I guess I’m exactly the right age to have this problem: hundreds of liner notes from CD albums, stripped from their jewel cases and also CD boxed-sets and many different CD gatefold cases. If I were any younger, I’d be subscribing to some music streaming service, or downloading pirated albums as MP3 files. If I were any older, I’d be building elaborate shelf units to store the hundreds of intact jewel cases, and keeping a multi-disc CD player running to play the music.  But here I am, old enough to buy CDs as a way to pay the artists for their work, but young enough to want to rip the CDs into music files, upload them to a file server, and play them via computer or from my smartphone.

All of this leaves me with a problem: having put the ripped CDs onto nice compact 100-disc spindles, where do I put the liner notes and booklets so that I have access to them if I want ?  I can throw out the regular or the 2-disc jewel cases, because those are generic. But the artwork is indispensable.  On the other hand, I don’t need to keep it out on a open shelf to browse. It’s fine for me to put it away, and retrieve it only when I need it.  And now I am happy to report a solution: a box, of just the right size to hold liner notes or CD box-sets or gatefold cases efficiently, easily available from shipping materials suppliers, and very affordably priced. I post this in the hopes of helping some else who is trying to solve the same problem.

Here it is: the 30cm long × 25cm wide × 15cm high (or 12″ × 10″ x 6″) box. I call it the “25cm × 15cm box” for short.25cm x 15cm box, filled with CD jewel cases

25cm x 15cm box, closed and stackedA CD disc is 12cm (4.7″) in diameter. A CD case just slightly taller than this: about 12.5cm (4.9″). It is under 15cm (6″) wide, depending on the details of the case. Pull the front and back cover inserts out of the jewel case, and they are just a bit under 12.5cm tall and under 15cm wide. Turn them on their side, so the long axis is up, and they fit into a 12.5cm-wide space. Two files of either cases or inserts and liner booklets, side by side, fit in a 25cm (10″) space. The majestic multi-CD box set cases, and the integrated gatefold cases?  They are also 12.5cm, and can fit among inserts and liner booklets. And 30cm (12″) turns out to be a convenient depth for the file. It is big enough to accept everything from minimal cover artwork to big box sets. It is small enough to fit on a shelf.  And, among the standard box sizes that a large box vendor will carry, 12″ × 10″ x 6″ is likely to be not just present, but common enough to be sold at a discount.CD storage system: extracted liners, a storage box, CDs on spindleAll of that makes the  30cm × 25cm × 15cm box my new solution for storing the guts of my ripped and disassembled CD albums.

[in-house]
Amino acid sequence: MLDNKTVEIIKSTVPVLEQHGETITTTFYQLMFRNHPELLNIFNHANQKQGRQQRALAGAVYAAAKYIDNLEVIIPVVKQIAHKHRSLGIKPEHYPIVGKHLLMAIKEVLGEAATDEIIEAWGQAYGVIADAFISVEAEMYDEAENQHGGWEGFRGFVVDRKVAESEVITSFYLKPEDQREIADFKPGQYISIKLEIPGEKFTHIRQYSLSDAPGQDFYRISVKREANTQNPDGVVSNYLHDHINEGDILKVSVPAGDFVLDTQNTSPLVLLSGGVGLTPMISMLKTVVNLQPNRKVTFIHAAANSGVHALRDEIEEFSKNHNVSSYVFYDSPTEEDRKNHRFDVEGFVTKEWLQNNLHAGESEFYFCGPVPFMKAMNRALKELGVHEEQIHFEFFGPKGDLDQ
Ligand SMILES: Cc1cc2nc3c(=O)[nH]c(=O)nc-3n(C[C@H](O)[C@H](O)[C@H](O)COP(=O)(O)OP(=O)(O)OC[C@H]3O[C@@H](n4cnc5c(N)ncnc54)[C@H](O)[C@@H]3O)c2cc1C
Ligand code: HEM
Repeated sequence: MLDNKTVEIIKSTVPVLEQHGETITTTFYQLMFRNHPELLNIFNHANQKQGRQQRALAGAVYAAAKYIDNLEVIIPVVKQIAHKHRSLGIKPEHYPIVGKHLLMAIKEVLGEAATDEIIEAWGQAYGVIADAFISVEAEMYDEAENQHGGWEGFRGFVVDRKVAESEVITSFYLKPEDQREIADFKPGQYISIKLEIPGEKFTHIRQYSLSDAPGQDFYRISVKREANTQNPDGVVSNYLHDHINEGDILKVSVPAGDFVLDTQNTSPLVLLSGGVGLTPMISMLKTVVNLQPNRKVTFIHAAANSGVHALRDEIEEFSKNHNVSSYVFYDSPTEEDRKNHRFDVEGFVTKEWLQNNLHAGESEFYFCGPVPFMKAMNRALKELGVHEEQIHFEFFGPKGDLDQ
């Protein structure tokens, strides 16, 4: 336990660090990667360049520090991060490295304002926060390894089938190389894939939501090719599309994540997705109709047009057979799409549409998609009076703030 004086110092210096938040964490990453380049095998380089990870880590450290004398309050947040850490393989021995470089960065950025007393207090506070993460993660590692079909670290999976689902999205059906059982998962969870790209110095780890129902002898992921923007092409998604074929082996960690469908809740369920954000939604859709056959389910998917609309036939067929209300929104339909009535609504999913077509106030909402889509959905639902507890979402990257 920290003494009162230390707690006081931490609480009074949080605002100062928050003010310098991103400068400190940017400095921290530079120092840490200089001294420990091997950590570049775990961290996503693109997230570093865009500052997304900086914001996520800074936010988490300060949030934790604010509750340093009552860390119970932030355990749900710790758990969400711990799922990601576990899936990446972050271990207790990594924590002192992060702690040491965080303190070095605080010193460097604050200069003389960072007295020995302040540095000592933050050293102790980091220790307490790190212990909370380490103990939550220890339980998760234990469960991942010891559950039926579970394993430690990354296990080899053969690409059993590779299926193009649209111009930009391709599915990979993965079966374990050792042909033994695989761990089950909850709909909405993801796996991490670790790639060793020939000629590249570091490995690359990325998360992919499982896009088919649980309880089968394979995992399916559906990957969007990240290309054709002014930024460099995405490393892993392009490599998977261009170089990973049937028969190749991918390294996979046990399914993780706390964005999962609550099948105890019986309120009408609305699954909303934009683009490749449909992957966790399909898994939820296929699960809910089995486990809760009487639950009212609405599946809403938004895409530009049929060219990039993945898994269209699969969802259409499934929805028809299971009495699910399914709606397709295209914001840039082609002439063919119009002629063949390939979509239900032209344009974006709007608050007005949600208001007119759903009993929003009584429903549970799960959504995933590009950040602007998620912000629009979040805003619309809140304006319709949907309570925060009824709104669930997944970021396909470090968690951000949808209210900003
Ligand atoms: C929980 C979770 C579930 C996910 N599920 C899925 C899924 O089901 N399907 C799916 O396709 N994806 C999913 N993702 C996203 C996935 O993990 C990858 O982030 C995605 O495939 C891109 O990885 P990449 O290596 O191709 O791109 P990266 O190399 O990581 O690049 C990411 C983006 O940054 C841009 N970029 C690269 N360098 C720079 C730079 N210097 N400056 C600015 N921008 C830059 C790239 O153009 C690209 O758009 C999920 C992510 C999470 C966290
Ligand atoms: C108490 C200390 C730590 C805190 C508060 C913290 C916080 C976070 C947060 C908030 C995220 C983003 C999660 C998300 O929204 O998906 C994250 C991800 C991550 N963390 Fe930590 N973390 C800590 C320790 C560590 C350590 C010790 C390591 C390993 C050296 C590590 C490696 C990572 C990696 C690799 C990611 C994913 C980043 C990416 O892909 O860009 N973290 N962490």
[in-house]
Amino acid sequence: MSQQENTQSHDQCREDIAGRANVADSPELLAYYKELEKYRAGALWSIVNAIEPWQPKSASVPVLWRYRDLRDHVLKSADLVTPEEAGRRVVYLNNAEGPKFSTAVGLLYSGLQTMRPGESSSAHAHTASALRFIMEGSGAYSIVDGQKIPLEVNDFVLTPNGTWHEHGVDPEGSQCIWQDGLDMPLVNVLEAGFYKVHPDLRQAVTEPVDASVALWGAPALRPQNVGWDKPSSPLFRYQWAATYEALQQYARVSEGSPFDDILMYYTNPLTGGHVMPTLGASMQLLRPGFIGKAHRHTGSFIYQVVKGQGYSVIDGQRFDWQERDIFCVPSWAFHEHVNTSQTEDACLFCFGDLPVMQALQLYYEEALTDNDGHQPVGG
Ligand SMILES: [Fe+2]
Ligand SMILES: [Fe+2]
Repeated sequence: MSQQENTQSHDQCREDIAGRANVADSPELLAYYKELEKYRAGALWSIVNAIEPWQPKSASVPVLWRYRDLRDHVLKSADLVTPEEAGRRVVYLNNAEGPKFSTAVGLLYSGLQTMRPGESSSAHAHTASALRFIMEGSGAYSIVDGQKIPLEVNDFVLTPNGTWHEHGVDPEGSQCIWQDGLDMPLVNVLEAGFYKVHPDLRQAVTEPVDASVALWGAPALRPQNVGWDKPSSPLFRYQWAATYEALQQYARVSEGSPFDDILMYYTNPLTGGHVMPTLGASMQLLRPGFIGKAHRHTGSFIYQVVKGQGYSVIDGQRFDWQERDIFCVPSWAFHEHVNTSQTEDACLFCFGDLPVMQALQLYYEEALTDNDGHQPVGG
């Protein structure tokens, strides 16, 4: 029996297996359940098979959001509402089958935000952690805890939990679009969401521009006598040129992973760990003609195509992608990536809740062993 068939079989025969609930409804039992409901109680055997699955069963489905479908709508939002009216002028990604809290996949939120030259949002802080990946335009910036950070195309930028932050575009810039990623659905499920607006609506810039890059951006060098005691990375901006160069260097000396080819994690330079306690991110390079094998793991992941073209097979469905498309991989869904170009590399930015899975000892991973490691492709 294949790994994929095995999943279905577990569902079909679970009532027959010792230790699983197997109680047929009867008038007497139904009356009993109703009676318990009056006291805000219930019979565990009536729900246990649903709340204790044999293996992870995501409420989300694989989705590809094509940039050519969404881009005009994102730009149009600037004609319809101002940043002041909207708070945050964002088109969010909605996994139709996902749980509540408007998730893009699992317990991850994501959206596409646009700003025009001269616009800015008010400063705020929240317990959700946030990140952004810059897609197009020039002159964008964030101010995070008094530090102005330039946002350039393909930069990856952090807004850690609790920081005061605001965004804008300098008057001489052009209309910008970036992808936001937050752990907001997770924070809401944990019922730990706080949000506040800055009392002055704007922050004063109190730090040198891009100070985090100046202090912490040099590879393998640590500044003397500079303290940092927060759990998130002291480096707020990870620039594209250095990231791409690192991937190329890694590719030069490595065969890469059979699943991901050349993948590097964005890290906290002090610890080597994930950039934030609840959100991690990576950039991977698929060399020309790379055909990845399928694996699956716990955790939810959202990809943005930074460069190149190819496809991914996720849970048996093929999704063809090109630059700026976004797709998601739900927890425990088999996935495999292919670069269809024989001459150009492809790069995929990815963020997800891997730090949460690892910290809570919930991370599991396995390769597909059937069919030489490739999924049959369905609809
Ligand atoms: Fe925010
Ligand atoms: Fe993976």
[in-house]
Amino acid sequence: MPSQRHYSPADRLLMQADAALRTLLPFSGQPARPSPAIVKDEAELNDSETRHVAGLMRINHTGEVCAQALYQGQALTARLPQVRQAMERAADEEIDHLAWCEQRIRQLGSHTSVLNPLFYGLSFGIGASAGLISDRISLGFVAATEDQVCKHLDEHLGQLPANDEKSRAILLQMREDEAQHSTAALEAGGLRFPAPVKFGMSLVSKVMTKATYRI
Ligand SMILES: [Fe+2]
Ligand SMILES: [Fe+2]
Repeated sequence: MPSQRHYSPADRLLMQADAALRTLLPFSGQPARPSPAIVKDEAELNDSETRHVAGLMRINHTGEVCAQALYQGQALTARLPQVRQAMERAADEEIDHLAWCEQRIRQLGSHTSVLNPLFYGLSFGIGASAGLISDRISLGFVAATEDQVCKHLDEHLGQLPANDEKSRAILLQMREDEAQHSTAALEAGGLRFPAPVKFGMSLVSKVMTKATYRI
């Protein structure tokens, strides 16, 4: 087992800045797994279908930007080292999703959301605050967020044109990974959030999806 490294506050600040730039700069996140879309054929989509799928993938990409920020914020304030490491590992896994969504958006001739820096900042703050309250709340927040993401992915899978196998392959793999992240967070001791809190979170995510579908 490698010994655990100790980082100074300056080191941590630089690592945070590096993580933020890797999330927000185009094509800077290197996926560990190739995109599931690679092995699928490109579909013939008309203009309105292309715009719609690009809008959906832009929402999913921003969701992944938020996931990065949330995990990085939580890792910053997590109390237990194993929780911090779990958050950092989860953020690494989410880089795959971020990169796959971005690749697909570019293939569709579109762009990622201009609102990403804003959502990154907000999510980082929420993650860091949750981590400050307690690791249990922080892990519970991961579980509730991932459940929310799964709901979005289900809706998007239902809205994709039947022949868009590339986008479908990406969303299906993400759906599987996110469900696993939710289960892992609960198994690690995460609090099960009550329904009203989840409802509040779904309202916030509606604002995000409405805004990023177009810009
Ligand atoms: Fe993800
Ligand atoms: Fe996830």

How many CD albums can this box hold?  Obviously, it depends on whether you are storing just the cover art inserts and liner booklets (as I intend to) or the full jewel case, or a larger multi-disc case. A single-disc case is about 10.1mm deep. This box should be able to hold roughly 60 such cases, in two ranks of 30. I estimate that just the inserts and booklets, without the cases, and with the CDs stored separately on a spindle, will afford 4× to 6× the capacity, or 200-350 albums.  I might be able to fit my whole collection in 5 or 6 25×15 boxes, with 5-10 spindles.